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A Yankee in the Trenches R. Derby Holmes

I Become A Bomber

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    When you come to slaughter
    You'll do your work on water,
    An' you'll lick the bloomin' boots of 'im that's got it.

Then Bones cursed the rum and took another nip. So did the rest of us.

There was a considerable bombardment going on all the forenoon, but few shells came anywhere near us. Some shrapnel burst over us a little way off to the right, and some of the fragments fell in the trench, but on the whole the morning was uncomfortable but not dangerous.

Around half-past ten we saw an airplane fight that was almost worth the forenoon's discomfort. A lot of them had been circling around ever since daybreak. When the fight started, two of our planes were nearly over us. Suddenly we saw three Boche planes volplaning down from away up above. They grew bigger and bigger and opened with their guns when they were nearly on top of our fellows. No hits. Then all five started circling for top position. One of the Boches started to fall and came down spinning, but righted himself not more than a thousand feet up. Our anti air-craft guns opened on him, and we could see the shells bursting with little cottony puffs all around. Some of the shrapnel struck near us. They missed him, and up he went again. Presently all five came circling lower and lower, jockeying for position and spitting away with their guns. As they all got to the lower levels, the anti air-craft guns stopped firing, fearing to get our men.

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Suddenly one of the Huns burst into flames and came toppling down behind his lines, his gas tank ablaze. Almost immediately one of ours dropped, also burning and behind the Boche lines.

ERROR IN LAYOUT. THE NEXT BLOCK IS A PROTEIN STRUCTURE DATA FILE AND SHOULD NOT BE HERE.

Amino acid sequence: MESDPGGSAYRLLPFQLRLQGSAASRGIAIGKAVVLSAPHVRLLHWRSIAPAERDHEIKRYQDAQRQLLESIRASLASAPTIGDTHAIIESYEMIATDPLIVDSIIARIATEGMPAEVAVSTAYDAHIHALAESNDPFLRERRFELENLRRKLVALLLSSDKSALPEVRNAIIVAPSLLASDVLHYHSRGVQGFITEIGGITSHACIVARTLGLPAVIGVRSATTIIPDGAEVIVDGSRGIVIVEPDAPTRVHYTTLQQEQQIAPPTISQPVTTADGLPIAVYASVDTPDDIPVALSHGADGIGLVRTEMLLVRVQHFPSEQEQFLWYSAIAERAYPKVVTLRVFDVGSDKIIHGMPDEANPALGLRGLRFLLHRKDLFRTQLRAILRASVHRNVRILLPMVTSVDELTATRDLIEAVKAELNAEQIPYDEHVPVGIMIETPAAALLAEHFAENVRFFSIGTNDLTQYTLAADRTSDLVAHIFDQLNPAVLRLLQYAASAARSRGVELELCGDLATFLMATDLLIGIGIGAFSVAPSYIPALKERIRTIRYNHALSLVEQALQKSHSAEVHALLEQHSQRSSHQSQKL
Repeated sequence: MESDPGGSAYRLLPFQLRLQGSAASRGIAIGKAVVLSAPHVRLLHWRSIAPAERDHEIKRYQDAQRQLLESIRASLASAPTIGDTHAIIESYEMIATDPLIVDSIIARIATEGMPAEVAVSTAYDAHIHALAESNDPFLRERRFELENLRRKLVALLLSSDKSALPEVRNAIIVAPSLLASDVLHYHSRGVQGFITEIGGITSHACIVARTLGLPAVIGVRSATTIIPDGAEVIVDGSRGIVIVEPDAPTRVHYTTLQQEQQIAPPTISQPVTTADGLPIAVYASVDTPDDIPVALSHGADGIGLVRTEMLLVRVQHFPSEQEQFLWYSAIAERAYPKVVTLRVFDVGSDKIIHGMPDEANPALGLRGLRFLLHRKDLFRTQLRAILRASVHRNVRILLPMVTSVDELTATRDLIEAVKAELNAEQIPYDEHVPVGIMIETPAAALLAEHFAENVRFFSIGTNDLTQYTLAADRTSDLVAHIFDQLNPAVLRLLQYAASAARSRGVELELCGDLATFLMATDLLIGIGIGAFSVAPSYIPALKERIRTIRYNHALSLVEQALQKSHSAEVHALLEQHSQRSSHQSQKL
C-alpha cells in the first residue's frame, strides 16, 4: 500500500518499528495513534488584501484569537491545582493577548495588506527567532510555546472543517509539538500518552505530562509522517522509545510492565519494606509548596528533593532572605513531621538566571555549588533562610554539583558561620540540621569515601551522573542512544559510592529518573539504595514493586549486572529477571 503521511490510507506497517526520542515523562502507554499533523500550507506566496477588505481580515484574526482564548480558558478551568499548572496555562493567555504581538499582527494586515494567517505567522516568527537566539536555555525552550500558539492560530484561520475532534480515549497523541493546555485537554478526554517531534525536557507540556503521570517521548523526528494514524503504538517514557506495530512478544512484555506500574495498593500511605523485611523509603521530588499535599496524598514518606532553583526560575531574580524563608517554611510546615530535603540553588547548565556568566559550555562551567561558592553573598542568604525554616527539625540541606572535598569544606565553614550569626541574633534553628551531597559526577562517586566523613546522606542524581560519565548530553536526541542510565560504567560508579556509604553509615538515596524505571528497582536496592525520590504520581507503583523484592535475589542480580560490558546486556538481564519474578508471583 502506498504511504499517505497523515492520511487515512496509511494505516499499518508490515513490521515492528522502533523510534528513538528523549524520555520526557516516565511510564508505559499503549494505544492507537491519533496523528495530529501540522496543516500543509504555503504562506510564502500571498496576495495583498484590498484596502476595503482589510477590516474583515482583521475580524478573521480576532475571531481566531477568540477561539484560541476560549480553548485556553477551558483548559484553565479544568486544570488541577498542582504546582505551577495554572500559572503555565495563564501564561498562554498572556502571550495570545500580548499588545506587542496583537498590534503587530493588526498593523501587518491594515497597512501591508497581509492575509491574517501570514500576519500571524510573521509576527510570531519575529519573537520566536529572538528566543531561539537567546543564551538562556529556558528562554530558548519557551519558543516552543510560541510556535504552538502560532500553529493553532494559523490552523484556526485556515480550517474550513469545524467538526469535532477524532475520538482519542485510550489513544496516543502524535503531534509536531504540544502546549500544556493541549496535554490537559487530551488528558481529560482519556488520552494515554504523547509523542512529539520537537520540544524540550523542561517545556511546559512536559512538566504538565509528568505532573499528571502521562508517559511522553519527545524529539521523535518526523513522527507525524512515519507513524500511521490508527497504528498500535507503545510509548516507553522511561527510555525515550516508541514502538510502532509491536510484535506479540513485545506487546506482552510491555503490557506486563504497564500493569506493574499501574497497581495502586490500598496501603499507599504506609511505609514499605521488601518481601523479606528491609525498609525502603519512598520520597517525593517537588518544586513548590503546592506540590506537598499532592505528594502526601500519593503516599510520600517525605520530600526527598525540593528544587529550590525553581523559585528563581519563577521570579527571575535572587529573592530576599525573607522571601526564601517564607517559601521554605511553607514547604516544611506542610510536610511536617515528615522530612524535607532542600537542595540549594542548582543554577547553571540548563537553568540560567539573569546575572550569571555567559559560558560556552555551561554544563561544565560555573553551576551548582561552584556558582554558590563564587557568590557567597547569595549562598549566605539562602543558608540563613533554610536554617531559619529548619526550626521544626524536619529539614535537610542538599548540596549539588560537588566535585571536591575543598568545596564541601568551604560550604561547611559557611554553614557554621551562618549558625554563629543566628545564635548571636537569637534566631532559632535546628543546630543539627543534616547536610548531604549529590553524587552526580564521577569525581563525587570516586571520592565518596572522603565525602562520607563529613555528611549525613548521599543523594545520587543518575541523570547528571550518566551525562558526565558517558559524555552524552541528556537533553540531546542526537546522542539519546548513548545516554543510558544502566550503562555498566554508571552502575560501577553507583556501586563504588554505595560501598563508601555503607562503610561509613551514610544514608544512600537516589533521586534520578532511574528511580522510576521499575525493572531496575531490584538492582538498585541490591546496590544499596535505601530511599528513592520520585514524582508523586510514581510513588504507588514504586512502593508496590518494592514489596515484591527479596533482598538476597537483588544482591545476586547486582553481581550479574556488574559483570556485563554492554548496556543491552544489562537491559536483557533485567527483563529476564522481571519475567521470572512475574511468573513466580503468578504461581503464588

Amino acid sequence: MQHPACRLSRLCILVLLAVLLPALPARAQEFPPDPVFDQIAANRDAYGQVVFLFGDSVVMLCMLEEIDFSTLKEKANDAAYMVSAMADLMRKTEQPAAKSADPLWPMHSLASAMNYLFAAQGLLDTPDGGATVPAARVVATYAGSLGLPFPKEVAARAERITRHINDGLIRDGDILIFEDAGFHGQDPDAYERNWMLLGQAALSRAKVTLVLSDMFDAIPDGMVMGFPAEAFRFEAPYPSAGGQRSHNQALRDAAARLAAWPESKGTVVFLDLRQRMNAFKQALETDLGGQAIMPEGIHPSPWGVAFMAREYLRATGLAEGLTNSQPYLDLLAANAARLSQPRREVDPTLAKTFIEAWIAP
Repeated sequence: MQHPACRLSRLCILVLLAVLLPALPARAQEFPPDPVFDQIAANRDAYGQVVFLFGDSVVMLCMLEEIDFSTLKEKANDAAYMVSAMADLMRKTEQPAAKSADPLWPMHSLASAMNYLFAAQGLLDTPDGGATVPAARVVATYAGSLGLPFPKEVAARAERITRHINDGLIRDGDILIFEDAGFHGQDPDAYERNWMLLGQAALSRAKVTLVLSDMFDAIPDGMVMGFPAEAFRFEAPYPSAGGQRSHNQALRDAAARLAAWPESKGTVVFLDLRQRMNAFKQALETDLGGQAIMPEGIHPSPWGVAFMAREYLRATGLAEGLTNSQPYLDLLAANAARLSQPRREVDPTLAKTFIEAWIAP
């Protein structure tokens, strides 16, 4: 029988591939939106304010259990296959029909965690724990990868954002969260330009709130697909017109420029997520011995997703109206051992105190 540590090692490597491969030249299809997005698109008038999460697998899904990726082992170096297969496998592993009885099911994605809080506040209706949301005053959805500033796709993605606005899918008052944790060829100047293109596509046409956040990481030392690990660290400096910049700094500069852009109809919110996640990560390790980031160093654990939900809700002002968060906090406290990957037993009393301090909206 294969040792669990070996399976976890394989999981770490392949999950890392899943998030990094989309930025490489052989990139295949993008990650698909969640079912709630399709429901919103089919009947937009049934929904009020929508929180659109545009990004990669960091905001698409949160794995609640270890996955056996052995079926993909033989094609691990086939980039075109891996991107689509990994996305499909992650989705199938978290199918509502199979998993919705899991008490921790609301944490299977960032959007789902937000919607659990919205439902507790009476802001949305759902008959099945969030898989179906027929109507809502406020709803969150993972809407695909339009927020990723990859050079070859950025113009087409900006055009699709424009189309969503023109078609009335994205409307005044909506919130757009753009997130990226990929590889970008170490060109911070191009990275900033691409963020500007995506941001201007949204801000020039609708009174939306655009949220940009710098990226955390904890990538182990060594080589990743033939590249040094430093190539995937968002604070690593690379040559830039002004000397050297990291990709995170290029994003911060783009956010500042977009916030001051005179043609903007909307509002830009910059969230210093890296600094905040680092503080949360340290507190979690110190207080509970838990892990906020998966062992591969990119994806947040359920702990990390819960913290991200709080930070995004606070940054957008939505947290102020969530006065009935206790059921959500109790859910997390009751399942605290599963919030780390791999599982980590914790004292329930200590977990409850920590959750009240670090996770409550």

After that it was two to one, and the fight lasted more than ten minutes. Then down went a Hun, not afire but tumbling end over end behind our lines. I learned afterwards that this fellow was unhurt and was taken prisoner. That left it an even thing. We could see half a dozen planes rushing to attack the lone Boche. He saw them too. For he turned tail and skedaddled for home.

Bonesie began to philosophize on the cold-bloodedness of air fighting and really worked himself up into an almost optimistic frame of mind. He was right in the midst of a flowery oration on our comparative safety, "nestling on the bosom of Mother Earth", when, without any warning whatever, there came a perfect avalanche of shell all around us.

I knew perfectly well that we were caught. The shells, as near as we could see, were coming from our side. Doubtless our people thought that the trench was still manned by Germans, and they were shelling for the big noon attack. Such an attack was made, as I learned afterwards, but I never saw it.

At eleven o'clock I looked at my watch. Somehow I didn't fear death, although I felt it was near. Maybe the rum was working. I turned to Bonesie and said, "What about that safety stuff, old top?"

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A Yankee in the Trenches
R. Derby Holmes

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